A scathing remark by state police chief TP Senkumar, who later joined the BJP, Muslim ‘living birth’, with communal colour, and Popular Front of India (PFI) backed ‘Satya’, outnumbering Hindus in the state In the case of ‘Sambandha Sarni’, Akhila aka Hadiya, a young Hindu woman who converted to Islam and married a Muslim youth, further queued up the pitch. This phase saw a gradual increase in engagement between Christian bishops and BJP leaders at the Centre, facilitated by Minister of State KJ Alphons. In those days it was believed that the Church was collaborating with the BJP only to protect its interests in view of the Central Government’s crackdown on Non-Governmental Organizations (NGOs) over the Foreign Contribution (Regulation) Act (FCRA).

gradual mainstreaming

Growing Islamophobia among Catholics that was confined to the realm of social media became mainstream around the 2019 Easter bombings in Sri Lanka, triggering a hate campaign against Muslims. those who were reticent to speak otherwise In Communal ideologies were encouraged by the clergy who began to speak as community leaders rather than as spiritual figures. There were growing concerns over the Muslim community in Kerala being collectively classified as Other Backward Classes (OBC) and covered under specific minority scholarship schemes.

The onset of COVID-19 prompted people to attend Holy Mass online, which essentially meant that what was limited to a church gathering was now open to scrutiny by all. The Syro-Malabar Church-backed Shakina TV became a platform of choice for the general public, but the regular content on such channels was often uproar. The Old Testament was being quoted more regularly in churches and was given more emphasis than the Gospel, a reflection of orthodoxy.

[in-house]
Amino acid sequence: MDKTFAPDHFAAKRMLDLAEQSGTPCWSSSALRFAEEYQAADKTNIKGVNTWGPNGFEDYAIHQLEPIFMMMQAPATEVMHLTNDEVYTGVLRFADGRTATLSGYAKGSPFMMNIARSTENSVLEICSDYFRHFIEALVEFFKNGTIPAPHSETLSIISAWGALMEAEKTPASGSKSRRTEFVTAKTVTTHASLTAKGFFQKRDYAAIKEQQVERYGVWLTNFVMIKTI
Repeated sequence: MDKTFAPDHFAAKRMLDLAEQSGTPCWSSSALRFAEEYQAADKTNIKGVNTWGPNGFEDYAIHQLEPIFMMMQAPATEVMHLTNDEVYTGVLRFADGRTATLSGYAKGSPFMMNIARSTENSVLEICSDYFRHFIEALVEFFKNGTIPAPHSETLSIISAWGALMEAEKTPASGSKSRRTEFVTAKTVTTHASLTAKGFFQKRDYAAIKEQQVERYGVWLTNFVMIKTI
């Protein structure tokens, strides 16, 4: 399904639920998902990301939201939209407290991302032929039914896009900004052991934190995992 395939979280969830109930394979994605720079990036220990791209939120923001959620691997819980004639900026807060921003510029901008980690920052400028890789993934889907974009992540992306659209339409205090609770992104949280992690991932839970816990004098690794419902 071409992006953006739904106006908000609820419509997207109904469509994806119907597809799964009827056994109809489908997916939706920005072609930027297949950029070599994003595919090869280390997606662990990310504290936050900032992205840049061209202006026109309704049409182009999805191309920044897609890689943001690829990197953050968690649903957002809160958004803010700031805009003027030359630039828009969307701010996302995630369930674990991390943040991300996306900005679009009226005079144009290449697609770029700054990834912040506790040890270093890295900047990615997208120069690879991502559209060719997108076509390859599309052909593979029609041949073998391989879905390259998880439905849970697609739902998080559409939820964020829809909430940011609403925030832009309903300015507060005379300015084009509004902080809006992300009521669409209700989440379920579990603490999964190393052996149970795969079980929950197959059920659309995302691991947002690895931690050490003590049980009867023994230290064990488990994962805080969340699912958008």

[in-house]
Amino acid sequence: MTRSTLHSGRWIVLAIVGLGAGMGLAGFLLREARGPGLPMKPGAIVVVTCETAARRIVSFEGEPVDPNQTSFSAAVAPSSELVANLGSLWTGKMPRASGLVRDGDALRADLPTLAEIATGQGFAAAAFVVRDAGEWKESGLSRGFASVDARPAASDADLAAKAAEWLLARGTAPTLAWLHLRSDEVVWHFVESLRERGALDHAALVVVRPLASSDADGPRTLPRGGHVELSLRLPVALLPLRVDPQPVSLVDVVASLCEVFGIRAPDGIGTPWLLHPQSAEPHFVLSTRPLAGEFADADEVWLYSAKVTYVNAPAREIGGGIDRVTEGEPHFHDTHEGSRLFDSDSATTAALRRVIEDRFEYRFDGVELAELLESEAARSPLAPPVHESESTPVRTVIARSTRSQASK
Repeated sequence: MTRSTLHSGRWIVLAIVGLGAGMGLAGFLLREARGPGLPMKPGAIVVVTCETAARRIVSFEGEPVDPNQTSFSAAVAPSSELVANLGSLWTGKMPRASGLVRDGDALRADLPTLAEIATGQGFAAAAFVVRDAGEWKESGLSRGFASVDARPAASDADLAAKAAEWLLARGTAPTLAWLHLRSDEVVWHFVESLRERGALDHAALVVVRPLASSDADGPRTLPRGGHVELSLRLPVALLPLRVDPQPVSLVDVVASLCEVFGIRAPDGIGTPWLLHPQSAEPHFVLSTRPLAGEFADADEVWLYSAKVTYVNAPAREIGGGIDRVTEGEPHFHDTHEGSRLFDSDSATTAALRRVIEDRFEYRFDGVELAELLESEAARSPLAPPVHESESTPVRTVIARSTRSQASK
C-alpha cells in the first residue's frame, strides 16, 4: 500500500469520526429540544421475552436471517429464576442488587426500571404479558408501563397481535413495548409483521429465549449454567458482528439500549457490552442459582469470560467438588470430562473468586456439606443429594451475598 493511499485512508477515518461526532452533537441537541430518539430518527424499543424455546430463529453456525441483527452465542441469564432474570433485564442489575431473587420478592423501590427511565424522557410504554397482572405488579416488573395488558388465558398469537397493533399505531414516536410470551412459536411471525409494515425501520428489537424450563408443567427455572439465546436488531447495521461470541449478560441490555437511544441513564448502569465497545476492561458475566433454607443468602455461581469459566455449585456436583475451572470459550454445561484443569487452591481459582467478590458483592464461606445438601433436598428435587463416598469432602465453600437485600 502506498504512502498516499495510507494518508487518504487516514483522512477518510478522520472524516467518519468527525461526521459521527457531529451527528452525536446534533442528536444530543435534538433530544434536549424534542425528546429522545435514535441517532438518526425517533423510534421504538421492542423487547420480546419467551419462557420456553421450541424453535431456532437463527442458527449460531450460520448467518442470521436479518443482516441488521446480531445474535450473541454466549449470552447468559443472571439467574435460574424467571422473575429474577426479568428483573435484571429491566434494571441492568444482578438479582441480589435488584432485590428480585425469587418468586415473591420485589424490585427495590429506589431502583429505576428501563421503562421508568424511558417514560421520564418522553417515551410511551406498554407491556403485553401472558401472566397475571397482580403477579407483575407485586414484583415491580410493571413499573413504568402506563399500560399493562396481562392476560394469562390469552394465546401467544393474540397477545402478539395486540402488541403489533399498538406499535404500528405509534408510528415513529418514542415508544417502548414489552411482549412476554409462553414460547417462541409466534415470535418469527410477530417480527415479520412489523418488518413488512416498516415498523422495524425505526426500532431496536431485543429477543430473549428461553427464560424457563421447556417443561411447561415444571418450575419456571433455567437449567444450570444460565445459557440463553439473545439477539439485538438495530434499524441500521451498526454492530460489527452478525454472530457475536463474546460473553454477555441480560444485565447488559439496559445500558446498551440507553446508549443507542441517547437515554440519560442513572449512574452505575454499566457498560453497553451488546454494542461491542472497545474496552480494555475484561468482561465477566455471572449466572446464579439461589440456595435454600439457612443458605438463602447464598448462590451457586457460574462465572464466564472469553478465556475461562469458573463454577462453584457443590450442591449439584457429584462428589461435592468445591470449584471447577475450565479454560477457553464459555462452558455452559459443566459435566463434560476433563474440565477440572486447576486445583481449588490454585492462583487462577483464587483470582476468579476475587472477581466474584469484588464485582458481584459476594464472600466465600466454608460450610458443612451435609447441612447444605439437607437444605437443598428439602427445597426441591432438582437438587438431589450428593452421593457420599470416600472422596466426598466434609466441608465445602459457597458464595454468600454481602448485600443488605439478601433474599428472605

communal dispute

An article on the reopening of the historic Hagia Sophia as a mosque in Turkey by Syed Sadiq Ali Shihab Thangal of Congress-ally IUML in the party’s mouthpiece, ChandrikaThe IUML’s decision to align with the Jamaat-e-Islami, on the eve of the Kerala local body elections as well as the IUML, created an uproar and saw a major Christian vote shift from the UDF to the Left Front. In fact, the Communist Party of India (Marxist) played the Citizenship (Amendment) Act in Malabar to secure Muslim votes, very effectively used the situation to its advantage by allaying the church’s insecurities in central Travancore. The communal dispute was in full swing in the assembly elections that followed, but the Left Front, instead of the BJP, once again benefited from the Christian-Muslim divide.